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Getting Help Doesn't Sabotage Your Career, But Not Getting Help Can!

The Delaware Lawyers Assistance Program (DE-LAP) was created to confidentially  expand help to Judges and Lawyers with substance abuse/dependence and/or mental and physical health problems.
Mission Statement: The Mission of The Delaware Lawyers Assistance Program (DE-LAP) is to provide confidential assistance to Judges and Lawyers. Our goal is to help individuals identify problems affecting their work productivity and/or their quality of life while assisting them in developing effective solutions for those problems thereby culminating  in a workplace atmosphere that encourages health and wellness, professional growth and maintains the integrity of the legal profession.
Program Design: The Delaware Lawyers Assistance Program (DE-LAP) provides a confidential, free, non-disciplinary way for Delaware's Judges and Lawyers to seek appropriate help for problems before they sabotage an individual's career and/or quality of life. Referrals are confidential.
Suicide Prevention: If you or anyone you know is struggling with suicide, please call 1-800-273-8255 or visit the National Suicide Prevention Lifeline
Any legal professional that seeks assistance as a self-referral can be assured that their information will be held in the strictest confidence. Similarly, those who are concerned about a co-worker, peer or other legal professional are guaranteed the same confidentiality.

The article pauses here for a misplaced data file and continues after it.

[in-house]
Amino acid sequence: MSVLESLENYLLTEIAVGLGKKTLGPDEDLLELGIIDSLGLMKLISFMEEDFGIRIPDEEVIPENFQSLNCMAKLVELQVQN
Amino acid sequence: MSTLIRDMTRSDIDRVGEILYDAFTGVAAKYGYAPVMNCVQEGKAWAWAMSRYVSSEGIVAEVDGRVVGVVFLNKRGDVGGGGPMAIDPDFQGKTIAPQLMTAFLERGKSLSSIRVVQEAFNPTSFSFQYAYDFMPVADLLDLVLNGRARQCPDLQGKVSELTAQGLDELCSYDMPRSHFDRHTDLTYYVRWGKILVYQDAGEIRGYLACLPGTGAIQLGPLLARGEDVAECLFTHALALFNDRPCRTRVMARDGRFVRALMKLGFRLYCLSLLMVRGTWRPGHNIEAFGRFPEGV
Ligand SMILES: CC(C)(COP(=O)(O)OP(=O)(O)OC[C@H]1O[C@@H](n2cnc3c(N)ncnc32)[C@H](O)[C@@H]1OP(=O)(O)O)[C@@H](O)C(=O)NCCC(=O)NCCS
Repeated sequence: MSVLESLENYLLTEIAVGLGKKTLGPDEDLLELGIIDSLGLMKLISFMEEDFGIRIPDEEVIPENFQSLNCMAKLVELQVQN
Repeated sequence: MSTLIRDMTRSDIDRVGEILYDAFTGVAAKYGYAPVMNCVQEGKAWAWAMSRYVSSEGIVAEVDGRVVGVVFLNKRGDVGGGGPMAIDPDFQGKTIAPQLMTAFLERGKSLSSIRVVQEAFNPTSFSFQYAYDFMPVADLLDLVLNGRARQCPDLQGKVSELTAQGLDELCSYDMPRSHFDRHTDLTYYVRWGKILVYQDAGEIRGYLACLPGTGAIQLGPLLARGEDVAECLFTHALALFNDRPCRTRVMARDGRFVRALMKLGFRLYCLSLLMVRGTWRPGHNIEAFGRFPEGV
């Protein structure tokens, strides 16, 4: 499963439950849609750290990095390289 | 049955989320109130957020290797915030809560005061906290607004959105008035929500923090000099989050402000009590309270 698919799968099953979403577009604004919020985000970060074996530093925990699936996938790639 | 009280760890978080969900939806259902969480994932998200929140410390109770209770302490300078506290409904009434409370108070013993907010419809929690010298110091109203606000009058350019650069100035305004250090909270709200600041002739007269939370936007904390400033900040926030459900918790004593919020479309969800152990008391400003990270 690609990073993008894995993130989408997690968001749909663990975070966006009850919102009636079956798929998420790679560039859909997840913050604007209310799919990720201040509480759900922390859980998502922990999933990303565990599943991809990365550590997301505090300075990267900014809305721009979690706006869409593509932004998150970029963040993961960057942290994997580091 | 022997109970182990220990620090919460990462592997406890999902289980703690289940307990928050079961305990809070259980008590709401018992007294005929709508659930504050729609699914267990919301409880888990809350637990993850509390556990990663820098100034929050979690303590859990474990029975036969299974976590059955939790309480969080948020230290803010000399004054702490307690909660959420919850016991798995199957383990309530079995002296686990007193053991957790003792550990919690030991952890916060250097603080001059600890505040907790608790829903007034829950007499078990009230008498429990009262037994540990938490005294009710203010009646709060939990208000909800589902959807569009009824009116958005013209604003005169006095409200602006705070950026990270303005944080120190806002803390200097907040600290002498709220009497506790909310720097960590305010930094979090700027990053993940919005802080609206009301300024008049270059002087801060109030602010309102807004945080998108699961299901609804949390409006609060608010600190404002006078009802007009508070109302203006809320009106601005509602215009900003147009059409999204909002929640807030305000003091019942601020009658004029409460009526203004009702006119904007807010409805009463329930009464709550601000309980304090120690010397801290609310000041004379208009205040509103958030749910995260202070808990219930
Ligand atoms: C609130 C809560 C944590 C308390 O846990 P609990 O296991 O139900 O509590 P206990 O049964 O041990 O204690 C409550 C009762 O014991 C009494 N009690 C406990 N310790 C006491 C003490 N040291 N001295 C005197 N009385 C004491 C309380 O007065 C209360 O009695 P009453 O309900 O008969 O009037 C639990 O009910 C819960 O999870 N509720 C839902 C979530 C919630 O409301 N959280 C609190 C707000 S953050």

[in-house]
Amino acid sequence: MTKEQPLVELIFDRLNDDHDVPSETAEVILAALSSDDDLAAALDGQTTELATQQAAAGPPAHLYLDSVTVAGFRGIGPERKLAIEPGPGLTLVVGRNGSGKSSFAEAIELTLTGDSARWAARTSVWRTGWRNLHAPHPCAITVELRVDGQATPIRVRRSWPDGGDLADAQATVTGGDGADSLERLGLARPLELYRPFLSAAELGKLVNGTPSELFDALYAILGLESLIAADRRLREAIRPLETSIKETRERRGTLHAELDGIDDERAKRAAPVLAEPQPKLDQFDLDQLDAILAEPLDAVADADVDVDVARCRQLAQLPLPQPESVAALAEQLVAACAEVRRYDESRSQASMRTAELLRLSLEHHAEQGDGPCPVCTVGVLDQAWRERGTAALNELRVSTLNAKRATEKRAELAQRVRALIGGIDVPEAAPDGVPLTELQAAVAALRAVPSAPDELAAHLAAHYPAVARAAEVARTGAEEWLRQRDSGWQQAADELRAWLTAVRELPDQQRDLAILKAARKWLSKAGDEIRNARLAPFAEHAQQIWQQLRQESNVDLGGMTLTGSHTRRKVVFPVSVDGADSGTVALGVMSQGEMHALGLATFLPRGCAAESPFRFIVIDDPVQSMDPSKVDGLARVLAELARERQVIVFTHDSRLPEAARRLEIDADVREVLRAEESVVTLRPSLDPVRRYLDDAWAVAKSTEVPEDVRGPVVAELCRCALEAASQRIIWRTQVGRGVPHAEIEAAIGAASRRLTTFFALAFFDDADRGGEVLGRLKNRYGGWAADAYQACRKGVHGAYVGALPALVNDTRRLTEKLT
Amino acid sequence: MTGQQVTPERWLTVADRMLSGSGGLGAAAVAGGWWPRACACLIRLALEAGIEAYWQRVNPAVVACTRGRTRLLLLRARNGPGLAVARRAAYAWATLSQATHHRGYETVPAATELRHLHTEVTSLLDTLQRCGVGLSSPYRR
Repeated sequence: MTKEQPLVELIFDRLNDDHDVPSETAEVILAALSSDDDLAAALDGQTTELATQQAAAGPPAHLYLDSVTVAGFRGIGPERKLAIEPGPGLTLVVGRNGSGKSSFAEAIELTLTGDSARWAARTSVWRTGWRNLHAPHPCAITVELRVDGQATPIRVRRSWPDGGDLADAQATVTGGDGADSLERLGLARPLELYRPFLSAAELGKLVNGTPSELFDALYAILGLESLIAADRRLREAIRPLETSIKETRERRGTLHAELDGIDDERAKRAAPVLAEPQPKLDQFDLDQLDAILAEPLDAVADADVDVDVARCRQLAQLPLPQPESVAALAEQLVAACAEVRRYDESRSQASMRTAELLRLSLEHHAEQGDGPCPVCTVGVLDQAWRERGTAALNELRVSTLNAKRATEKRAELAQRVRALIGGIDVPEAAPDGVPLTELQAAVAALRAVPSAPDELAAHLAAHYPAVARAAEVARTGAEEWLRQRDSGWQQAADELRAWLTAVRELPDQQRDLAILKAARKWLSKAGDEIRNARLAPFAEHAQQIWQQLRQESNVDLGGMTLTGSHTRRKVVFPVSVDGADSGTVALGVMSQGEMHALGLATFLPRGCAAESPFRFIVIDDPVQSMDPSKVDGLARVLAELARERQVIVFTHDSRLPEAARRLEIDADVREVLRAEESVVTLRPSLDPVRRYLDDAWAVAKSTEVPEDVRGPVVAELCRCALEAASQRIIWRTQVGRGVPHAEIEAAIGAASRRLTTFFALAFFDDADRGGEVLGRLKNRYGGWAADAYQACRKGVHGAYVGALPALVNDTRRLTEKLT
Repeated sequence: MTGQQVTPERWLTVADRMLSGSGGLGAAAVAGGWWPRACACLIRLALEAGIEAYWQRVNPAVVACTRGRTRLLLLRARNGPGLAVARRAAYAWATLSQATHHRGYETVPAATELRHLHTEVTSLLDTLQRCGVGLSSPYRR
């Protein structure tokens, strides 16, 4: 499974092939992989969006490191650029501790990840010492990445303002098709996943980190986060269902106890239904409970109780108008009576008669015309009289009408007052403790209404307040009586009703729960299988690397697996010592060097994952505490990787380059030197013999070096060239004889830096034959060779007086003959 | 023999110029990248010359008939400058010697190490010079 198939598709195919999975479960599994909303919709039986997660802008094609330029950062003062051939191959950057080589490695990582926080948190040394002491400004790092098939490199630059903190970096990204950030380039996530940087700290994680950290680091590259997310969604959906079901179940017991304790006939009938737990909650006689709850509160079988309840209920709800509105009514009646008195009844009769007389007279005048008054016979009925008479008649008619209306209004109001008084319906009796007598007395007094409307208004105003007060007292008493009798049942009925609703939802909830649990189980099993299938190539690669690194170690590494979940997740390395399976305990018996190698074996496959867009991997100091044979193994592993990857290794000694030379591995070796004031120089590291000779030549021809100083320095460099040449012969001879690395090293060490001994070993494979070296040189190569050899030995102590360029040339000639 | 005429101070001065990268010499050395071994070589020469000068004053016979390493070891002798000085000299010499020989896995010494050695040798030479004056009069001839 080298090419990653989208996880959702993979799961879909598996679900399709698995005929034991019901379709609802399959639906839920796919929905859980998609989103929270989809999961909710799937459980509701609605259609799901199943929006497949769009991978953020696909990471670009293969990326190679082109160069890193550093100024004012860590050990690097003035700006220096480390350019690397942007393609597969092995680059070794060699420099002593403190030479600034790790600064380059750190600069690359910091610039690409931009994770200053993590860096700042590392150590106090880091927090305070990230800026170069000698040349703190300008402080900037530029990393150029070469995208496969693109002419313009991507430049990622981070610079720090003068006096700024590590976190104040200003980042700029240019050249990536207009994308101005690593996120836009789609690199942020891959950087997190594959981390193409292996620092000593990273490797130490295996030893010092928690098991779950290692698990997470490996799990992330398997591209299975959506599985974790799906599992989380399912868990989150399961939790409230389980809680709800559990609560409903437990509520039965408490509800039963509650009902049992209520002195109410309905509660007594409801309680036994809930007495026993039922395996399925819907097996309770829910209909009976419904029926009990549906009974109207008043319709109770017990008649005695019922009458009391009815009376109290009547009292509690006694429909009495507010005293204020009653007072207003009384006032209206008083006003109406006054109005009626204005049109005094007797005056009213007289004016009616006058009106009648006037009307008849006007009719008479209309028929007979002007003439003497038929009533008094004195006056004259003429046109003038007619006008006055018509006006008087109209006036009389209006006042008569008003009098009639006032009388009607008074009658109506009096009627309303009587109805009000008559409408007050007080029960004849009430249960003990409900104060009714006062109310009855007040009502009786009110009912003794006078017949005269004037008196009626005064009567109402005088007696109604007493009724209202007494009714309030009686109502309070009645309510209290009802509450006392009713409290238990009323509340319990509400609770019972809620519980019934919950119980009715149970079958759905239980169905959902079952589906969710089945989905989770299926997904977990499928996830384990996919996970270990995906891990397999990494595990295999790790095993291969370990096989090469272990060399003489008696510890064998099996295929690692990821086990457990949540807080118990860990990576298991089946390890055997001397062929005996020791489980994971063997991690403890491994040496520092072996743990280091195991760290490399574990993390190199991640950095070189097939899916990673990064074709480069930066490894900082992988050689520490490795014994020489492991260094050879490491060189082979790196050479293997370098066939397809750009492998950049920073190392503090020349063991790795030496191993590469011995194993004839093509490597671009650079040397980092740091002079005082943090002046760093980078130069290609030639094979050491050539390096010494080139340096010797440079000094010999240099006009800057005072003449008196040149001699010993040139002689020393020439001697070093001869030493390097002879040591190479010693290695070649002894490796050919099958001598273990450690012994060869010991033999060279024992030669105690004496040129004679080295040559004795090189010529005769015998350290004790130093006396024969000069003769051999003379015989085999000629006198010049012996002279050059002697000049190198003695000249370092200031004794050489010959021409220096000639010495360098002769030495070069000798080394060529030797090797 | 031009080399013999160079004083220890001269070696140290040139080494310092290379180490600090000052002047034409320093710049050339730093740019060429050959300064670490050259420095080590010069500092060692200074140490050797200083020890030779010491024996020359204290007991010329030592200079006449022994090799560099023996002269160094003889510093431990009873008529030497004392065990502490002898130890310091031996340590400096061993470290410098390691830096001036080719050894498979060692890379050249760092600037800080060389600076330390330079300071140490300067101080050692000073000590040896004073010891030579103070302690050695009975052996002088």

Carol P. Waldhauser, Executive Director

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Alcohol Use Disorder
Alcohol is the most commonly used addictive substance in the United States. Alcohol abuse and dependence can affect all aspects of a person's life. Long-term alcohol use can cause serious health complications, can damage emotional stability, finances, career, and impact one's family, friends and community.
Substance Use Disorder
Every year, illicit and prescription drugs and alcohol contribute to the death of more than 90,000 Americans. Substance use disorder includes using substances for longer periods of time than intended, or using larger amounts than intended; wanting to reduce use, yet being unsuccessful in doing so; spending excessive time getting, using, and recovering; and cravings that are so intense it is difficult to think about anything else.
Gambling Disorder
Compulsive gambling, also called gambling disorder, is the uncontrollable urge to keep gambling despite the toll it takes on your life. Gambling can stimulate the brain's reward system much like drugs or alcohol can, leading to addiction. If you have a problem with compulsive gambling, you may continually chase bets that lead to losses, hide your behavior, deplete savings, accumulate, debt, or even resort to theft or fraud to support your addiction.
The astute attorney, however, understands that fitness means more than just fitness of legal expertise; it means also those qualities of physical, mental and psychological health that enables a lawyer to carry out the demands and the responsibilities to their clients and to their profession.